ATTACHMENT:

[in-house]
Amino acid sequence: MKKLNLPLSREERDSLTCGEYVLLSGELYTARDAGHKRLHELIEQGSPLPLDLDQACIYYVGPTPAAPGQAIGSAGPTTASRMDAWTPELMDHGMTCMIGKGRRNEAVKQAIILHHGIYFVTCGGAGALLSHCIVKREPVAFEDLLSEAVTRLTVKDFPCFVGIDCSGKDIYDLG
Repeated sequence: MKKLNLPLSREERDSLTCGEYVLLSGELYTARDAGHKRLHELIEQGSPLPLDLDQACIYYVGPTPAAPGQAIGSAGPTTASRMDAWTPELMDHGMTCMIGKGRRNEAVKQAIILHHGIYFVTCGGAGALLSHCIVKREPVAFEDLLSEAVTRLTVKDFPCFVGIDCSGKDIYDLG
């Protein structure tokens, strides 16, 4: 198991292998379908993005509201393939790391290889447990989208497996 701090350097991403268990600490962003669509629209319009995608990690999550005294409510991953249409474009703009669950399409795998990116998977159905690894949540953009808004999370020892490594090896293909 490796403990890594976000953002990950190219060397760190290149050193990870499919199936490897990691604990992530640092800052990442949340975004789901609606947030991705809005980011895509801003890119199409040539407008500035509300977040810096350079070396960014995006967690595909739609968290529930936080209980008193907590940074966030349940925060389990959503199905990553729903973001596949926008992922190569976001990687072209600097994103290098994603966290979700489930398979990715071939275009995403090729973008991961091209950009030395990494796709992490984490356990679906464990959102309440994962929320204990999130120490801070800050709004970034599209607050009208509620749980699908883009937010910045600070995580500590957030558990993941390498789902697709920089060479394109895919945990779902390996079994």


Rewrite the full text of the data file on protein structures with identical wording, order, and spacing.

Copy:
[in-house]
Amino acid sequence: MKKLNLPLSREERDSLTCGEYVLLSGELYTARDAGHKRLHELIEQGSPLPLDLDQACIYYVGPTPAAPGQAIGSAGPTTASRMDAWTPELMDHGMTCMIGKGRRNEAVKQAIILHHGIYFVTCGGAGALLSHCIVKREPVAFEDLLSEAVTRLTVKDFPCFVGIDCSGKDIYDLG
Repeated sequence: MKKLNLPLSREERDSLTCGEYVLLSGELYTARDAGHKRLHELIEQGSPLPLDLDQACIYYVGPTPAAPGQAIGSAGPTTASRMDAWTPELMDHGMTCMIGKGRRNEAVKQAIILHHGIYFVTCGGAGALLSHCIVKREPVAFEDLLSEAVTRLTVKDFPCFVGIDCSGKDIYDLG
């Protein structure tokens, strides 16, 4: 198991292998379908993005509201393939790391290889447990989208497996 701090350097991403268990600490962003669509629209319009995608990690999550005294409510991953249409474009703009669950399409795998990116998977159905690894949540953009808004999370020892490594090896293909 490796403990890594976000953002990950190219060397760190290149050193990870499919199936490897990691604990992530640092800052990442949340975004789901609606947030991705809005980011895509801003890119199409040539407008500035509300977040810096350079070396960014995006967690595909739609968290529930936080209980008193907590940074966030349940925060389990959503199905990553729903973001596949926008992922190569976001990687072209600097994103290098994603966290979700489930398979990715071939275009995403090729973008991961091209950009030395990494796709992490984490356990679906464990959102309440994962929320204990999130120490801070800050709004970034599209607050009208509620749980699908883009937010910045600070995580500590957030558990993941390498789902697709920089060479394109895919945990779902390996079994």